Riding the Orient Express with Hercule Poirot

I’ve been meaning to read Agatha Christie for ages.  She’s one of those authors you hear about–and L. M. Montgomery enjoyed her–and she showed up on an episode of Doctor Who!  So I decided to bring a mystery along to London with me.  I asked readers for suggestions and found out I know a lot of Christie fans.  🙂  I ended up reading Murder on the Orient Express, which I’m counting as another book for the R. I. P. Challenge.

Reading Christie was similar, I think, to reading many classics, in that there’s a frequent feeling of–oh, this is where that comes from!  It wasn’t a particular reference, but rather a set of circumstances and a way of unraveling them.

Murder on the Orient Express is, as the title suggests, the story of a murder committed on the Orient Express, while the train is stranded in a snow bank.  No one could come in, no one could go out, and detective genius Hercule Poirot must examine the evidence to determine which of the passengers commited the crime.

It feels like such a classic mystery situation–a group of people trapped together, and one of them is a murderer–but which?  A gloomy manor house would be a little more classic, but no matter.  The book is laid out very neatly, with a long middle section examining each point of evidence and each passenger’s story, and then it all comes together for the classic reveal at the end.  Poirot brings everyone together and expounds upon his thought process and his conclusion.

The mystery is engaging, especially as it develops and more oddities and connections are revealed.  The conclusion is clever–and I certainly won’t give it away!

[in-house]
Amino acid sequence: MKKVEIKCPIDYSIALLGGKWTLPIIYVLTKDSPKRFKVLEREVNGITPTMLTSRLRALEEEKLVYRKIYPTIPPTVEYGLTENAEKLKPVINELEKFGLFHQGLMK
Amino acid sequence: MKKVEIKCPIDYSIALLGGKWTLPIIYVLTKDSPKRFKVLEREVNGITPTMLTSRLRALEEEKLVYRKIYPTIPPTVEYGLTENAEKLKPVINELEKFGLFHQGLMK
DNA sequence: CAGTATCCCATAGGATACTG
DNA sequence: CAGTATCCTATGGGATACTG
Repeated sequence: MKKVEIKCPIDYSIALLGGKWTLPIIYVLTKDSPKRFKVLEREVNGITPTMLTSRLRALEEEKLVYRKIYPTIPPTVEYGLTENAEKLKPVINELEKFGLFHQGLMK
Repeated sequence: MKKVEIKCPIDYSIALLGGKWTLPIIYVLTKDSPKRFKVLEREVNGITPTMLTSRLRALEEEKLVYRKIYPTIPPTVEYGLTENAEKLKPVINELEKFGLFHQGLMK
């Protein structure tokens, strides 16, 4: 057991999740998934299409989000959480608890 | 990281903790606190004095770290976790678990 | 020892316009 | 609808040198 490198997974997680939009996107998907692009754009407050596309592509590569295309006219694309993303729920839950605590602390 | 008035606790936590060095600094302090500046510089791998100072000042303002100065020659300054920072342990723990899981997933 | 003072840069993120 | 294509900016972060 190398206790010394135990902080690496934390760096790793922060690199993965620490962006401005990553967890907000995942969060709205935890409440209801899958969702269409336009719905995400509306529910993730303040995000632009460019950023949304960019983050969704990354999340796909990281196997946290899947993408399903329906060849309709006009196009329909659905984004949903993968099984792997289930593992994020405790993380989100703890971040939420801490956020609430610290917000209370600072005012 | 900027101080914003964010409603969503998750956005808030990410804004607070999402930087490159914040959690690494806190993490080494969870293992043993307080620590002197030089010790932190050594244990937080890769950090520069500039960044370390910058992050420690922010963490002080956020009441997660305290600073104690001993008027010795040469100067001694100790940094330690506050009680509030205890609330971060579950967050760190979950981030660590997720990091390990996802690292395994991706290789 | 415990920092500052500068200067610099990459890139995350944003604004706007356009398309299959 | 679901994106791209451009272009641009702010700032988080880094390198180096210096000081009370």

I know Poirot appears in a number of novels, and I’d like to read more of him.  He was a decent character, though I don’t really have strong feelings about him.  I do think (in this novel at least) as a character he was of secondary interest to the puzzle itself–which is not necessarily a bad thing in a mystery.

Sherlock Holmes tends to be my benchmark by which I compare all other detectives, and Poirot was intriguingly different in a comparison.  He focuses on the psychology of the people involved, rather than the clues.  Holmes, of course, is all about the clues, and isn’t  that interested in individuals.  I haven’t read enough of Christie to form a definite opinion on whether I like Poirot’s method of exploring a mystery, but if looking at psychology means exploring characters more fully, that does appeal to me.  But then, I love Holmes stories too…

All in all, I think it was a good opening foray into Christie’s novels.  Anyone want to give me their top suggestion for what I should read next? 🙂

Other reviews:
Unfinished Person
Harry’s Desk
The Yellow-Haired Reviewer
Anyone else?

11 thoughts on “Riding the Orient Express with Hercule Poirot

  1. Funny, I listened to the audiobook and I really liked Poirot, but I do think a lot of it came from the reader. He just sounded so charming and yet a little devious. Don’t know how to describe it really, but the reader put him across well.

    1. I saw the movie too, and it occurred to me during it that there was a lot of room for interpretation in how Poirot delivered some of his longer monologues and reveals. I think the right narrator could make him far more charming!

  2. dianem57

    Not sure which one you should read next, but you should know that there was a major movie made out of “Murder on the Orient Express,” in 1974. It starred Albert Finney as Poirot, and had Lauren Bacall and Ingrid Bergman also in the cast as passengers on the train. You might enjoy it now that you’ve read the novel, to compare the two.

Share Your Thoughts

Fill in your details below or click an icon to log in:

WordPress.com Logo

You are commenting using your WordPress.com account. Log Out /  Change )

Google photo

You are commenting using your Google account. Log Out /  Change )

Twitter picture

You are commenting using your Twitter account. Log Out /  Change )

Facebook photo

You are commenting using your Facebook account. Log Out /  Change )

Connecting to %s